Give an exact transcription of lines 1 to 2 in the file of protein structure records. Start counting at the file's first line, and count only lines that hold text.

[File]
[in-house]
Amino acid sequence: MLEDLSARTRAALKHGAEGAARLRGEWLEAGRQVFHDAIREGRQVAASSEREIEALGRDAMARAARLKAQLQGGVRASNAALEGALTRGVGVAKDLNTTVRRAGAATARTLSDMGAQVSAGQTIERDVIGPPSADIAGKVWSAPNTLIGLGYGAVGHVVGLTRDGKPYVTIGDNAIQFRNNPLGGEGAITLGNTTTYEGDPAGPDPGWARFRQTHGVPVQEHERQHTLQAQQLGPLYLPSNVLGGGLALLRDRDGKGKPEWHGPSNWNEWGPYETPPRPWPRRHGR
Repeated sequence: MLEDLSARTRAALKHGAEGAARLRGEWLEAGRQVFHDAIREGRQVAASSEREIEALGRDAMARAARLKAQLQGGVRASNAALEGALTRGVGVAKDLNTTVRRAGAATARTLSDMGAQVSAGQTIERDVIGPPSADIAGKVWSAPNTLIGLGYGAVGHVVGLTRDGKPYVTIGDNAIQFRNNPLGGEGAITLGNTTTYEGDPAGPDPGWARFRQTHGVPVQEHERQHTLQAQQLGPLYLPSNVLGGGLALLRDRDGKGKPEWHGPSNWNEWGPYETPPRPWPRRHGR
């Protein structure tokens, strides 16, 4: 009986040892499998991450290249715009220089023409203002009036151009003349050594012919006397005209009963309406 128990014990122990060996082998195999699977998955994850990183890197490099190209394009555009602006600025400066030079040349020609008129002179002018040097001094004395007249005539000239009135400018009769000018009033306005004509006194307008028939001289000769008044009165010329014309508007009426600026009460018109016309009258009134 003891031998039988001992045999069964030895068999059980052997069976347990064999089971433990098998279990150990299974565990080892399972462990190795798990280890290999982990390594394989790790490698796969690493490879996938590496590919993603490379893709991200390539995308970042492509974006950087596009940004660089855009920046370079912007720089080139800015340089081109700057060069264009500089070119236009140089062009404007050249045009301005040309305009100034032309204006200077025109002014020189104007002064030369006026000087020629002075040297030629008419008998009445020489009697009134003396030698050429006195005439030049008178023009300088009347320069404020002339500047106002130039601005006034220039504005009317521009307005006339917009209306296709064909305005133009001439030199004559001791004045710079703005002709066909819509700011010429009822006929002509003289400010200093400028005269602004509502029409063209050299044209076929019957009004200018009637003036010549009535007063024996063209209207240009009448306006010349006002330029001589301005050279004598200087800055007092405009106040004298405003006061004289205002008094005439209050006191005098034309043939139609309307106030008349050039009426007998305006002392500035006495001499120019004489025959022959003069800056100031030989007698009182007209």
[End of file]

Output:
[in-house]
Amino acid sequence: MLEDLSARTRAALKHGAEGAARLRGEWLEAGRQVFHDAIREGRQVAASSEREIEALGRDAMARAARLKAQLQGGVRASNAALEGALTRGVGVAKDLNTTVRRAGAATARTLSDMGAQVSAGQTIERDVIGPPSADIAGKVWSAPNTLIGLGYGAVGHVVGLTRDGKPYVTIGDNAIQFRNNPLGGEGAITLGNTTTYEGDPAGPDPGWARFRQTHGVPVQEHERQHTLQAQQLGPLYLPSNVLGGGLALLRDRDGKGKPEWHGPSNWNEWGPYETPPRPWPRRHGR